This is one of Lyon’s attractions that is popular with both visitors and locals. The Roman ruins are partially restored. They are maintained for modern day events. These nice Roman ruins are a popular spot to stop and eat your lunch.
Sections of the Roman ruins in Lyon have been left to age naturally, so there’s plenty of opportunity to search for ancient markings and insignia in the rock face.
Stand on the stage at the Lyon Roman amphitheatre
Once you’ve explored the stone seating area, take a walk down onto the stage. There’s two great views to enjoy from this vantage point. Look down the hill towards the twinkling river and city below, or look back up the hill towards the seating and imagine yourself centre stage.
It’s hard not to imagine yourself back in the Roman times. The ability to immerse yourself in the past and explore without restriction makes the Lyon ruins some of the best Roman ruins in the world.
The sheer size of the amphitheatre and its fantastic state of preservation makes it the most impressive of the French Roman ruins. This, coupled with its easy access and free admission, mean it is one of the best things to do in Lyon.
The Lyon Romain ruins may not be the most famous Roman ruins in the world, but they are some of the most impressive.
How long does it take to explore Lyon’s amphitheatre?
Allow around 1 hour to explore the amphitheatre. There is no need to rush. Entry isn’t timed and you can even sit and eat lunch on the steps should you wish.
Visit the Lugdunum Museum
Once you’ve taken in the wonder of the Lyon Roman amphitheatre, you’ll want to visit the neighbouring Lugdunum Museum. It’s located right next ruins. Originally named Gallo-Roman Museum of Lyon-Fourvière, it has now been renamed to represent Lyon’s historical name.
The museum was built in 1975 and houses an impressive collection of artefacts from the region.
How much is entry to the Lugdunum Museum?
The Gallo Roman Museum of Lyon is home to 1000s of pieces and, at €4 for an adult, it is exceptional value. Leave a piece of ID at the counter to get your free headset.
How long does it take to explore the Lugdunum Museum?
Lugdunum museum has been designed to blend into the hill, so you might be suprised to learn that it span 5 levels.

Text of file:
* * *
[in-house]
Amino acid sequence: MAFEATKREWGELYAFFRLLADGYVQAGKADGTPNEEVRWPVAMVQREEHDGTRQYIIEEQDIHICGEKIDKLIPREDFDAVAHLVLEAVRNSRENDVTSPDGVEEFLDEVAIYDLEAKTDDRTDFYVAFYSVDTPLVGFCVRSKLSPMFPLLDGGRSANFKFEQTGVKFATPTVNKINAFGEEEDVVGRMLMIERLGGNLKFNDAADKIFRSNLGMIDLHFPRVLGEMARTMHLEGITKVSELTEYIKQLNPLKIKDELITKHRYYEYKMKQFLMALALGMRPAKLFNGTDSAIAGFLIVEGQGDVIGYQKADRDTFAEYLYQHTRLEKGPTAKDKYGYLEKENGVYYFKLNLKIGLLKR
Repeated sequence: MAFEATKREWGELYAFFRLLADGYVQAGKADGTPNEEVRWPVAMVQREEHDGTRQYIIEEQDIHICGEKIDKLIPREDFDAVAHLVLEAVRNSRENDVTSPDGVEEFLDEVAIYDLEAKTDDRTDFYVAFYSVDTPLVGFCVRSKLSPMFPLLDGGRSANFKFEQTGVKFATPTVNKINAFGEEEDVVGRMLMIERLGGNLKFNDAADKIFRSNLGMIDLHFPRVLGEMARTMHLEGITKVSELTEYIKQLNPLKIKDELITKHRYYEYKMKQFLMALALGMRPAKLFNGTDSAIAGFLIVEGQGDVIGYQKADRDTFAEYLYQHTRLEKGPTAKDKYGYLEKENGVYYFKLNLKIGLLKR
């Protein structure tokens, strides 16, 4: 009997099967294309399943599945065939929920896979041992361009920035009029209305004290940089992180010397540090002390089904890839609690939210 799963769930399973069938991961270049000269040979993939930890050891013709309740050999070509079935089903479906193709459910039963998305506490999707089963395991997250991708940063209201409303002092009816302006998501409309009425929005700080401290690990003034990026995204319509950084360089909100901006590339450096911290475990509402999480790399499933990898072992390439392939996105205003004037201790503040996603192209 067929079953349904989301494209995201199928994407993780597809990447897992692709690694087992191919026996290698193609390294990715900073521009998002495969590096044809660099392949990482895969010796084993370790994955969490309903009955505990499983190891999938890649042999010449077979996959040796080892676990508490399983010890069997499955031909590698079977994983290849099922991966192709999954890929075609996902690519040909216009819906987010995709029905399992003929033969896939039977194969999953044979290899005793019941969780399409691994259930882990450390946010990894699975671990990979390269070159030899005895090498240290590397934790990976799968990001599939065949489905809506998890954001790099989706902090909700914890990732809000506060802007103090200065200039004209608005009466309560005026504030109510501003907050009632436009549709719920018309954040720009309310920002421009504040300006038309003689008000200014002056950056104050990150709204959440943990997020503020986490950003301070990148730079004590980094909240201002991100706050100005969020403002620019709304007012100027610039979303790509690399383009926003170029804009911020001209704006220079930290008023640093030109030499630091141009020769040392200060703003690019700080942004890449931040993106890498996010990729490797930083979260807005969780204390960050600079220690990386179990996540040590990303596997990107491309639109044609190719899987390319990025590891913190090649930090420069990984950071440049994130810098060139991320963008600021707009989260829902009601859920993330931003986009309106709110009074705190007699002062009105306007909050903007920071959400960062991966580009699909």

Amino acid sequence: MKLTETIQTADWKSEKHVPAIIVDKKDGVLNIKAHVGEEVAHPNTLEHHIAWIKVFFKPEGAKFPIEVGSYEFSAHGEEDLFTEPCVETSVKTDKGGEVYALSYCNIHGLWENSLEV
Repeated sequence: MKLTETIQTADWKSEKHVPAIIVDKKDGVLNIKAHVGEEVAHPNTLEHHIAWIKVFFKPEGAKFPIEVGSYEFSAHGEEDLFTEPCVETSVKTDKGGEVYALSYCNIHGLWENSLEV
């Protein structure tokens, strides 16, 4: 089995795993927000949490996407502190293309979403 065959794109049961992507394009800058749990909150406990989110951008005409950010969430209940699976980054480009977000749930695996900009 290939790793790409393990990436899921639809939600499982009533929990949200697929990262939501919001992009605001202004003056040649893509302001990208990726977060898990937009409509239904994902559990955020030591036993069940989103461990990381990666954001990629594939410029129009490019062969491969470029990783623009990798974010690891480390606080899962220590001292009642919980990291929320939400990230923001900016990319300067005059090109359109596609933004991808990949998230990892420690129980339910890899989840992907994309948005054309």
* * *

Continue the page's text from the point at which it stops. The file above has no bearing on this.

Allow around 1 – 2 hours to explore the Roman museum, Lyon.
Before you visit
ADDRESS: 17 Rue Cleberg, 69005 Lyon, France
- Monday – Closed
- Tuesday – Friday: 11am – 6pm
- Saturday & Sunday: 10am – 6pm
- ENTRY: Prebook your museum tickets here
What to see at the Lyon Roman Museum
The Lyon Roman museum is a mixture of artefacts, interactive displays and hands on activities. It provides shelter for Roman ruins and the ability to interact at various stations.
Discover the story of ancient Lyon
Station 2 retells the history of Lyon with a projector and 3D map. It shows the growth of Lugdunum as a city during the Roman inhabitation.
Lights and sound cleverly show the changing borders and settlements over time.
It’s quite incredible to see how Lyon has formed and changed over time in population and inhabitants.
Participate in one of the hands on exhibits
Whilst its best to keep your hands off the ancient Roman ruins, there are plenty of displays that you can touch and play with to help you feel immersed in Roman life.
You can stand on a chariot and pretend to ride or build like a Roman. Designed with children in mind, however adults can join in too!
See ancient artefacts from Gaul
The museum has a gradual slope down between floors, with nooks and display areas where you can explore various parts of Roman life, such as building, society and leaders.
The Roman ruins in Lyon, France are one of the best things to explore in Lyon.
The Roman museum, Lyon in particular houses artefacts that are unique to the area. The museum houses coins, busts, household items and even several tiled mosaic floors – one that you can even walk on.
The museum explores life in Gaul from Roman times up until the emergence of Christianity. With over 4000 pieces, it holds the most significant collection in all of France.
The Lyon Tablet is of special note. Discovered in 1528, this bronze tablet reproduces the speech that Emperor Claudius, who was born in Lyon, gave to support the Gallic participation in the Senate in Rome in the year 48.
If you love roman ruins, France and particularly Lyon are great destinations to explore this history and architecture.
Plan your trip to Lyon
BOOK | A hop on hop off bus and see Lyon with ease